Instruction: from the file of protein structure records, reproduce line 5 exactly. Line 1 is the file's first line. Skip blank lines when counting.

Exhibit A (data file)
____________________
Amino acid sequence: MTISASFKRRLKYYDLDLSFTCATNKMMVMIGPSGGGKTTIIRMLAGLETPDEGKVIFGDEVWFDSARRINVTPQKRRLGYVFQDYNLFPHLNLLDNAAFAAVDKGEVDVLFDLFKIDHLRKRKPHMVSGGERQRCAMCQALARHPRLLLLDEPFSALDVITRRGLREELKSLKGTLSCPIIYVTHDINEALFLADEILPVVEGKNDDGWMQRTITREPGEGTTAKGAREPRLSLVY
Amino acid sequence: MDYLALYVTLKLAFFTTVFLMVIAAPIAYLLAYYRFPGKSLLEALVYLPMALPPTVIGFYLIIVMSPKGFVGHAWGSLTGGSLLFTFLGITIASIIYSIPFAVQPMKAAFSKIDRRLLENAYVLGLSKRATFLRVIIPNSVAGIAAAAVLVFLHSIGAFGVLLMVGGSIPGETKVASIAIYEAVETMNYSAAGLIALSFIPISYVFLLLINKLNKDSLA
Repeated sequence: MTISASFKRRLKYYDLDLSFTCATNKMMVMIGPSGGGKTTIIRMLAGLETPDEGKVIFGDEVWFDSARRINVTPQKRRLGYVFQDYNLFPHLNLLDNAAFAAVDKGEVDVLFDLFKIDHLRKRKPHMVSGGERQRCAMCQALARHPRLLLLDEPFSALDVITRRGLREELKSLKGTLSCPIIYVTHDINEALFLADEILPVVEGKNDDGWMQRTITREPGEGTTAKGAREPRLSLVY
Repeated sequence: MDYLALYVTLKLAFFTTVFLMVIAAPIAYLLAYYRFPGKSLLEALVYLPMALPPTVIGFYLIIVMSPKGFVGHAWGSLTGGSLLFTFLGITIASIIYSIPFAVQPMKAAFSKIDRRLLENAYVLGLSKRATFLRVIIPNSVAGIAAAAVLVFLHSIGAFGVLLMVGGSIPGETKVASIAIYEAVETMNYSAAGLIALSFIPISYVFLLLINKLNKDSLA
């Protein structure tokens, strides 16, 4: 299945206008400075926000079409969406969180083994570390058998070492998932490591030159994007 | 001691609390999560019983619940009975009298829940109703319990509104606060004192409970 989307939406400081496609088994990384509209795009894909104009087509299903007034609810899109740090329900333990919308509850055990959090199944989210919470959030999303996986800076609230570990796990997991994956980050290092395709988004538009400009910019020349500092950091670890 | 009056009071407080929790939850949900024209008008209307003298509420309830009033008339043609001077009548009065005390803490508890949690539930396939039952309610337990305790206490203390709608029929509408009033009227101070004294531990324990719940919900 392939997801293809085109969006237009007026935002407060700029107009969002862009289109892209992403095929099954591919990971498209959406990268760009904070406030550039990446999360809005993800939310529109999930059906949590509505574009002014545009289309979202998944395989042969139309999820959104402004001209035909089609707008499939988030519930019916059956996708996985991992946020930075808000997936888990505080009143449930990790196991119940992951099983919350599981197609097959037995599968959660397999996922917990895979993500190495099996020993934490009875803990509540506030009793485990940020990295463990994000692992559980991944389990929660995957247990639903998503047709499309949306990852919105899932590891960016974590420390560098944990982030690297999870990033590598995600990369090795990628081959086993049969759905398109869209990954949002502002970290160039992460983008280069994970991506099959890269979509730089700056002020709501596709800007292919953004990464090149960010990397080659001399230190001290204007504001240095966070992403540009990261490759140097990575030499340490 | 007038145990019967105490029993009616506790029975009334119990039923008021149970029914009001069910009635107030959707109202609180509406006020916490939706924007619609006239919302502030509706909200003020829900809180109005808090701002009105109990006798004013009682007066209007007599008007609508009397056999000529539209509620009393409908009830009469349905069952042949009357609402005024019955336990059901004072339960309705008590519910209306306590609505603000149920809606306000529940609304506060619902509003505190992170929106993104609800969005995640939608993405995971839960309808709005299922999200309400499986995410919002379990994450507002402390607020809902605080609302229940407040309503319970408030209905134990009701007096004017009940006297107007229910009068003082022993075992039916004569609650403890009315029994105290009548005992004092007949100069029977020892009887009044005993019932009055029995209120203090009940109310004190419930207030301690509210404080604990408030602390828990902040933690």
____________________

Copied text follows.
């Protein structure tokens, strides 16, 4: 299945206008400075926000079409969406969180083994570390058998070492998932490591030159994007 | 001691609390999560019983619940009975009298829940109703319990509104606060004192409970 989307939406400081496609088994990384509209795009894909104009087509299903007034609810899109740090329900333990919308509850055990959090199944989210919470959030999303996986800076609230570990796990997991994956980050290092395709988004538009400009910019020349500092950091670890 | 009056009071407080929790939850949900024209008008209307003298509420309830009033008339043609001077009548009065005390803490508890949690539930396939039952309610337990305790206490203390709608029929509408009033009227101070004294531990324990719940919900 392939997801293809085109969006237009007026935002407060700029107009969002862009289109892209992403095929099954591919990971498209959406990268760009904070406030550039990446999360809005993800939310529109999930059906949590509505574009002014545009289309979202998944395989042969139309999820959104402004001209035909089609707008499939988030519930019916059956996708996985991992946020930075808000997936888990505080009143449930990790196991119940992951099983919350599981197609097959037995599968959660397999996922917990895979993500190495099996020993934490009875803990509540506030009793485990940020990295463990994000692992559980991944389990929660995957247990639903998503047709499309949306990852919105899932590891960016974590420390560098944990982030690297999870990033590598995600990369090795990628081959086993049969759905398109869209990954949002502002970290160039992460983008280069994970991506099959890269979509730089700056002020709501596709800007292919953004990464090149960010990397080659001399230190001290204007504001240095966070992403540009990261490759140097990575030499340490 | 007038145990019967105490029993009616506790029975009334119990039923008021149970029914009001069910009635107030959707109202609180509406006020916490939706924007619609006239919302502030509706909200003020829900809180109005808090701002009105109990006798004013009682007066209007007599008007609508009397056999000529539209509620009393409908009830009469349905069952042949009357609402005024019955336990059901004072339960309705008590519910209306306590609505603000149920809606306000529940609304506060619902509003505190992170929106993104609800969005995640939608993405995971839960309808709005299922999200309400499986995410919002379990994450507002402390607020809902605080609302229940407040309503319970408030209905134990009701007096004017009940006297107007229910009068003082022993075992039916004569609650403890009315029994105290009548005992004092007949100069029977020892009887009044005993019932009055029995209120203090009940109310004190419930207030301690509210404080604990408030602390828990902040933690």